Workers' Compensation Typed on a Piece of White Paper

Yes, you may be eligible for Iowa workers' compensation benefits if you were hurt at work, even if you suffer from pre-existing conditions. Iowa law allows you to recover for the aggravation, worsening, or acceleration of your pre-existing condition that was caused by the work accident.

However, you should be prepared for the workers' compensation insurance company to claim that none of your injuries were work-related, and you may benefit from contacting an Iowa workers' compensation attorney as soon as possible to protect your rights.

How a Work Injury Could Aggravate a Pre-Existing Condition

Few people are lucky enough to make it to retirement age without any kind of injuries or illnesses. You may have a pre-existing condition because of a previous work accident, an accident unrelated to work, an illness, or the natural aging process.

For example, years ago, you may have hurt your back in a car accident, painting your home, or lifting something heavy at work, or you may suffer spinal arthritis as you age. You may still experience pain, limited motion, or other symptoms of your injury or illness. However, your symptoms may worsen, or new symptoms may appear after you fall or repeatedly lift heavy objects at work. This aggravation or acceleration of your old back injury is a work-related injury and the new or worsened medical symptoms should be part of your recovery.

Potential Challenges in Your Workers' Compensation Claim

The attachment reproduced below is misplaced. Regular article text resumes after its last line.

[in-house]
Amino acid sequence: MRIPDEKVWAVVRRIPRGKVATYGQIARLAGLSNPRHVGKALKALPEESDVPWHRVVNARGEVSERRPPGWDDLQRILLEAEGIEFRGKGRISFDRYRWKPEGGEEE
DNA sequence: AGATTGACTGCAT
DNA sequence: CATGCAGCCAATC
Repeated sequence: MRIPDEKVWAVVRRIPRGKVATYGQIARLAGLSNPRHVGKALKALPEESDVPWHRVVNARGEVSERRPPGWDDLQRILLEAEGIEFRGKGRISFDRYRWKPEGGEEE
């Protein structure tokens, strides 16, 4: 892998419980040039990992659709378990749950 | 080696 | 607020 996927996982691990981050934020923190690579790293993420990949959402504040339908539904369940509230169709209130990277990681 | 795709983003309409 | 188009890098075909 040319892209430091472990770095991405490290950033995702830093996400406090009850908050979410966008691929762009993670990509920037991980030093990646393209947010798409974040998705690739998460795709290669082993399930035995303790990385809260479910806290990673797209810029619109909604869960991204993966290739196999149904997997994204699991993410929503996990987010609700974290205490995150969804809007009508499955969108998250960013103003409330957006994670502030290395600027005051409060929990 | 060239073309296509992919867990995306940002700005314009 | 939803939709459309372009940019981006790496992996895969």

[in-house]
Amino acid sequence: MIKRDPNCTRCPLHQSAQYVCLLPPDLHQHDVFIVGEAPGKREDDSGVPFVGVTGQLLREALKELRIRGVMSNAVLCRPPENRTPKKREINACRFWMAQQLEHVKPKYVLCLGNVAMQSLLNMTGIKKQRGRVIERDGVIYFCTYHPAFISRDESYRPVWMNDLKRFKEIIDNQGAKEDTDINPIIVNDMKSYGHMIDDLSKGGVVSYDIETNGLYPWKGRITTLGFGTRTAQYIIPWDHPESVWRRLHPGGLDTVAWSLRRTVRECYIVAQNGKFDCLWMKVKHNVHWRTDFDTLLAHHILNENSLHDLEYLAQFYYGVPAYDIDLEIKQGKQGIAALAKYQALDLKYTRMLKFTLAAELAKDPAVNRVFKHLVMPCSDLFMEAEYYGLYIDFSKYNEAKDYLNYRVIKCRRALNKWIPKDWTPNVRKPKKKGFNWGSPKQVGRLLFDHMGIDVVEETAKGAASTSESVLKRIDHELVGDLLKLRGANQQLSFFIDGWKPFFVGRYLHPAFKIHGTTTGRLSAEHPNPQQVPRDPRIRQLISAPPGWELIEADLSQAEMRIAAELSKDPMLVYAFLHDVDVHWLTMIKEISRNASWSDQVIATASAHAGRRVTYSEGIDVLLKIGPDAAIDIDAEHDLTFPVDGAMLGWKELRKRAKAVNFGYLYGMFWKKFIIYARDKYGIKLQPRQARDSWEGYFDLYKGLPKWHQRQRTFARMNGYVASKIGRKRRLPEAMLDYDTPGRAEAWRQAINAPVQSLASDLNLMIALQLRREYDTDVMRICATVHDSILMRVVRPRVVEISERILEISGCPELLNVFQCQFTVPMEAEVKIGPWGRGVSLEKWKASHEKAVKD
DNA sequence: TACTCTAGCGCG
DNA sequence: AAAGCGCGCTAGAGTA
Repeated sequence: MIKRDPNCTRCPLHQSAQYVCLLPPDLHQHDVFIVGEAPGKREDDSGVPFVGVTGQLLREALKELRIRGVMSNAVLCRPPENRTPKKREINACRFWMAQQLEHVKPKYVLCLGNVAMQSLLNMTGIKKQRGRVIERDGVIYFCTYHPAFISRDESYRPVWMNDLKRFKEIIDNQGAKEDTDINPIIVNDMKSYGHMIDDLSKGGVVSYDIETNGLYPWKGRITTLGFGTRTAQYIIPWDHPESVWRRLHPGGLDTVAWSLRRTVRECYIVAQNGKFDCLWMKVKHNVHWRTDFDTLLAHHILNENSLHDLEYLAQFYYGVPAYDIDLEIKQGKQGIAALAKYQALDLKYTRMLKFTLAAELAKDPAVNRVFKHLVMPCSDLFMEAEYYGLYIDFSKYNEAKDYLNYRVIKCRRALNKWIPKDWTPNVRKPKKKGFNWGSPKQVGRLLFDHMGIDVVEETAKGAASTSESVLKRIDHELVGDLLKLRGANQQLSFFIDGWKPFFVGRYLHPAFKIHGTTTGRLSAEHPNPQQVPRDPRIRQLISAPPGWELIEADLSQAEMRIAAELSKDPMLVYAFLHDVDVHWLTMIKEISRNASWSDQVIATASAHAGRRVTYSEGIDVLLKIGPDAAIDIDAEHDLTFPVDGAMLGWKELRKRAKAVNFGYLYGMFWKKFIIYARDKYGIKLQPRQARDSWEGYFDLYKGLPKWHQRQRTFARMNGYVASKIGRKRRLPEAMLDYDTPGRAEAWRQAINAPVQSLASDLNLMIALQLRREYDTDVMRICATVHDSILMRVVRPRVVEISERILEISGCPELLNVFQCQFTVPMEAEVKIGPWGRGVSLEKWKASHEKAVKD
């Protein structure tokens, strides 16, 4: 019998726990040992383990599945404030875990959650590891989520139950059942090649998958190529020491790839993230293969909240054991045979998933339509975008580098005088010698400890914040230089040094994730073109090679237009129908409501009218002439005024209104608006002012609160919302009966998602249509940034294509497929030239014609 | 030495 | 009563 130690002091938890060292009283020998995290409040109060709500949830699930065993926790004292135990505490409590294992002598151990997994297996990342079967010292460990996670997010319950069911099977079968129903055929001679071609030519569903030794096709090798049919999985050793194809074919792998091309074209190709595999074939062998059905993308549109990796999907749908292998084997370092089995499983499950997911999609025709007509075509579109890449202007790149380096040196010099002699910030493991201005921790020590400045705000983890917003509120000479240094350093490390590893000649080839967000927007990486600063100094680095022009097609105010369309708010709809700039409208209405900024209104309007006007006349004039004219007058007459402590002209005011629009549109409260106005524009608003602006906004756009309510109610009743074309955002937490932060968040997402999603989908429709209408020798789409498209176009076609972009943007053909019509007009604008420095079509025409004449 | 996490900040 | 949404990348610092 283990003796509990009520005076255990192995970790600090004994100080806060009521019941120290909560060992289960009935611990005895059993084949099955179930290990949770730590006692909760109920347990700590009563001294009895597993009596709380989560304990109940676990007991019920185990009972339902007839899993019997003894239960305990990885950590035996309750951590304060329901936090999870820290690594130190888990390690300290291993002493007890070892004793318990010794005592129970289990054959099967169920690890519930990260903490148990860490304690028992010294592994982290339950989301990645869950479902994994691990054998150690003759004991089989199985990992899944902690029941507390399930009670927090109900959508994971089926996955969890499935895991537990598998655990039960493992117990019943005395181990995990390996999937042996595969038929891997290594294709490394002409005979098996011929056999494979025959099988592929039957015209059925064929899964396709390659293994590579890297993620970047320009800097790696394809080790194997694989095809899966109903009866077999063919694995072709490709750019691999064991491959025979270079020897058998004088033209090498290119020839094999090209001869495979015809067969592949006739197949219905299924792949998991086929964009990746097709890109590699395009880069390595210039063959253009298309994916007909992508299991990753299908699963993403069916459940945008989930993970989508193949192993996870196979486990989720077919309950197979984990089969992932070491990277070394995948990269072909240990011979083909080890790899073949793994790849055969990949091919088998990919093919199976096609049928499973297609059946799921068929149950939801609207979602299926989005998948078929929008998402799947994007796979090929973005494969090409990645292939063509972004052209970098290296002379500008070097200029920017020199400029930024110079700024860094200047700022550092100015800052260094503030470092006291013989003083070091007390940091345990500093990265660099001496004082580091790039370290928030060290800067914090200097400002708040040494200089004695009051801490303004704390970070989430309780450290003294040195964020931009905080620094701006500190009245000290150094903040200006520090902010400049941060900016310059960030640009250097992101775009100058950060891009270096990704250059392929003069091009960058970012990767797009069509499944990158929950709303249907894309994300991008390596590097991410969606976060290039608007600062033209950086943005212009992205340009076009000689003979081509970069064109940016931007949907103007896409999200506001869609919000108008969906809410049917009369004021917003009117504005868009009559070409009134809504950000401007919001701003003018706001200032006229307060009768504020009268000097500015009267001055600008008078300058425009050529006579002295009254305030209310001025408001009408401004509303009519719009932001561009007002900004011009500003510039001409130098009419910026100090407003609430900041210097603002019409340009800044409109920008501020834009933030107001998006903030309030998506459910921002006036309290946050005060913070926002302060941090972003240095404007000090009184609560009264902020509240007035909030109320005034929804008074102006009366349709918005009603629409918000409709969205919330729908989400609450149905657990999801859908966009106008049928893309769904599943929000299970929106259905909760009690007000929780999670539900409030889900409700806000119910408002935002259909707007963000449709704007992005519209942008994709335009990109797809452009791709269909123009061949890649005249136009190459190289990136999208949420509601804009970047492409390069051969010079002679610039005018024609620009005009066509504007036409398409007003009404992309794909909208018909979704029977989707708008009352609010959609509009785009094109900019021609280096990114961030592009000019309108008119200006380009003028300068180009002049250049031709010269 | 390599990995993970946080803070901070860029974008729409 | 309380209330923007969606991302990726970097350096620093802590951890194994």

Employers and workers' compensation insurance companies want to pay you as little as possible. Accordingly, they may argue that your symptoms are not related to a work injury. Instead, they will argue that your pre-existing condition causes your pain and healthcare needs and that they would have been the same even if you had not been hurt at work. In other words, you are suffering from a non-work-related medical condition, and, therefore, you do not have a workers' compensation claim.

A Fair Workers' Compensation Recovery Is Worth the Fight

A workers' compensation insurance denial can be intimidating. You may not want to go through the hassle of convincing the insurer to resolve your claim fairly. While your health insurance company may pay your medical costs, you will lose out on other benefits that are unique to workers' compensation if you don't pursue a workers' compensation claim.

For example, if work-related activities aggravated your pre-existing condition, a workers' compensation claim could provide you with medical benefits and:

  • Disability benefits for your lost income. You may be able to recover up to 80% of your take home pay. The percentage that you can recover depends on whether you are totally or partially disabled and whether you are permanently or temporarily disabled.
  • Other benefits. Iowa workers' compensation could provide you with mileage reimbursement for travel to medical appointments, vocational training if you need to do other kinds of work, and other benefits.

Your health insurance coverage won't include this compensation.

It can be challenging to prove what part of your injury was caused by an aggravation to an existing condition. However, our experienced workers' compensation lawyers will thoroughly review what happened at work and your medical records. If appropriate, we will argue that you wouldn't be suffering your current symptoms or complications but for the work-related accident or your work-related activities, and we will fight for your fair workers' compensation recovery.

We invite you to contact us to discuss your workers' compensation claim. You don't have to fight the insurance company on your own. Instead, our experienced Iowa workers' compensation attorneys can help you. We welcome your visit to our Cedar Rapids, Davenport, or Des Moines office, or we would be happy to meet with you by phone or video conference. Call us, start a live chat with us, or complete our online contact any time—24/7/365—to learn more.


Jason F. Abraham
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Helping car accident and personal injury victims throughout Wisconsin, Illinois and Iowa since 1993.